You are here

Jewish Learning for Adults

Jewish Learning for Adults

Adult Jewish Learning

Jewish Learning is a Lifelong Endeavor

By Dr. Dean Phillip Bell for JUF News, April 2019

What is adult Jewish learning and why is it important? How does the adult brain learn? How can we coordinate and grow Jewish learning for adults in Chicago and beyond?

These questions are just some of the ideas addressed by the Chicago Adult Jewish Learning Initiative, spearheaded by Spertus Institute with funding from the Jewish Federation of Metropolitan Chicago.

A trio of recent activities build on the professional training, collaborative programming, and assessment undertaken by the Initiative over the last several years. Among these, is a new website that provides a communal platform of programs and resources related to adult Jewish learning. More than 30 Chicago Jewish organizations have already registered and added programs to the calendar. The resources cover topics from Jewish history and arts to 21st-century Jewish life, from Israel to Jewish theology and practice. The site is for everyone and I encourage you to explore its avenues to Jewish learning. Presenting organizations of all types are invited to participate, sharing their own programs for adults.

Expanding the range of the Chicago Adult Jewish Learning Initiative's impact beyond Chicago, Spertus was invited to partner with the national Maimonides Fund (in cooperation with the Aviv Foundation) to explore adult Jewish learning across the United States. As a result, in February, Spertus had the honor of organizing and hosting the National Think Tank on Adult Jewish Learning.

Two dozen thought leaders and senior-level educators came together from Jewish foundations and organizations including Pardes, Hadar, Limmud, JFNA, Hillel International, Moishe House, and JPRO. Conversations were facilitated by Professor Catherine Marienau (an expert on adult learning theory from DePaul University) and myself. On the agenda: discovering effective models of adult Jewish learning and ways that these programs can become more financially sustainable, particularly through regional and naional models of funding and collaboration. The Think Tank helped clarify the landscape of adult Jewish learning by identifying challenges, tension points, and opportunities for innovation. The image shared here is by Urban Wild Studio, who were on hand to capture the essence of the conversations.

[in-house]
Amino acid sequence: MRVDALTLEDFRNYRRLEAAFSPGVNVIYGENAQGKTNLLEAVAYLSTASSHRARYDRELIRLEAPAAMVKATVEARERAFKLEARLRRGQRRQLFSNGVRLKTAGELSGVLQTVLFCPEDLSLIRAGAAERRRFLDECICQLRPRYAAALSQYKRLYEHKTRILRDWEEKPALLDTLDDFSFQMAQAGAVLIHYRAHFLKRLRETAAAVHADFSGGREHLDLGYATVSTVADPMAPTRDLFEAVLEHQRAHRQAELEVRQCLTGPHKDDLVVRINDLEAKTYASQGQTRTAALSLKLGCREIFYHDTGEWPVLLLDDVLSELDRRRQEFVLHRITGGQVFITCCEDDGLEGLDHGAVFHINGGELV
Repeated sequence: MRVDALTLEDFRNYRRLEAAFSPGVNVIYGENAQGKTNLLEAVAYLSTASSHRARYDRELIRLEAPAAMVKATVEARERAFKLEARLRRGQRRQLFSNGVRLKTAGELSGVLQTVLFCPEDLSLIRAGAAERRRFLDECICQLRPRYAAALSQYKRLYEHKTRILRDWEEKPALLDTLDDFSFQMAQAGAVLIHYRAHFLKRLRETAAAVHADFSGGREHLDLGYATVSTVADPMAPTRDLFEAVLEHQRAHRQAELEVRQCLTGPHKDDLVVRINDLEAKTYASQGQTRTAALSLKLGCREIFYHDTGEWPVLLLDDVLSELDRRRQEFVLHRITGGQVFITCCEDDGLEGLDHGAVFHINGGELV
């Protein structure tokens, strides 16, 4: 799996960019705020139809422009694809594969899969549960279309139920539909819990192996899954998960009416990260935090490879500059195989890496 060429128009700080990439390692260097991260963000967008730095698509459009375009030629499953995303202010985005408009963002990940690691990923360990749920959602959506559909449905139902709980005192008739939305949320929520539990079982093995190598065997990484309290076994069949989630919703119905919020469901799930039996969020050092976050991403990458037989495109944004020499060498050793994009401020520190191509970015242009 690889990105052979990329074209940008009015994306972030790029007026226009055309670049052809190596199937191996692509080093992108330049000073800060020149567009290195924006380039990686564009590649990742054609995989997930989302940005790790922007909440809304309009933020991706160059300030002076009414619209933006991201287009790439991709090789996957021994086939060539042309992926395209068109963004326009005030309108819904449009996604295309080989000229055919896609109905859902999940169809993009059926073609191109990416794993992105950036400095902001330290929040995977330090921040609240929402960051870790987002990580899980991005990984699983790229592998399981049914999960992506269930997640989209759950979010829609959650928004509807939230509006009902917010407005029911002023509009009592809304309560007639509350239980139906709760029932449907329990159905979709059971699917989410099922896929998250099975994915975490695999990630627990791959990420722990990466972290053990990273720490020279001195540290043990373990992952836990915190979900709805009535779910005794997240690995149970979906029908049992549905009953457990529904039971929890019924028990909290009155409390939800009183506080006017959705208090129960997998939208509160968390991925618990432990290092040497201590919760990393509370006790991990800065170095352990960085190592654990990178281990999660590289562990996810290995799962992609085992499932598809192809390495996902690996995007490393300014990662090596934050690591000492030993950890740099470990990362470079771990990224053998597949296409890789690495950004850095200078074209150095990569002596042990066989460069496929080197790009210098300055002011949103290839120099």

On the heels of the Think Tank, Spertus presented the second annual Chicago Adult Jewish Learning Resource Conference in February. More than 60 local communal professionals, educators, and lay leaders participated in presentations, networking, and resource sharing, as well as breakout sessions focused on hands-on application. Key presenters included Professors John Dirkx (Michigan State University), Catherine Marienau, and Barry Chazan (Spertus Institute). Breakout tracks focused on core aspects of adult Jewish learning and models of effective adult Jewish learning, with presenters from the Pardes-Kevah Teaching Fellowship, Limmud, Hadar, and the Valley Beit Midrash in Phoenix.

There is a good deal of work to be done to build the field of adult Jewish learning—from training professionals and educators, to innovating teaching models, to expanding the scope of programming and the number of people who participate. Spertus Institute’s efforts chart new ground, merge theory and practice, and bring people together to make a lasting difference.

Dean Phillip Bell, PhD, is President and CEO of Spertus Institute for Jewish Learning and Leadership.

Sunday, March 10, 2019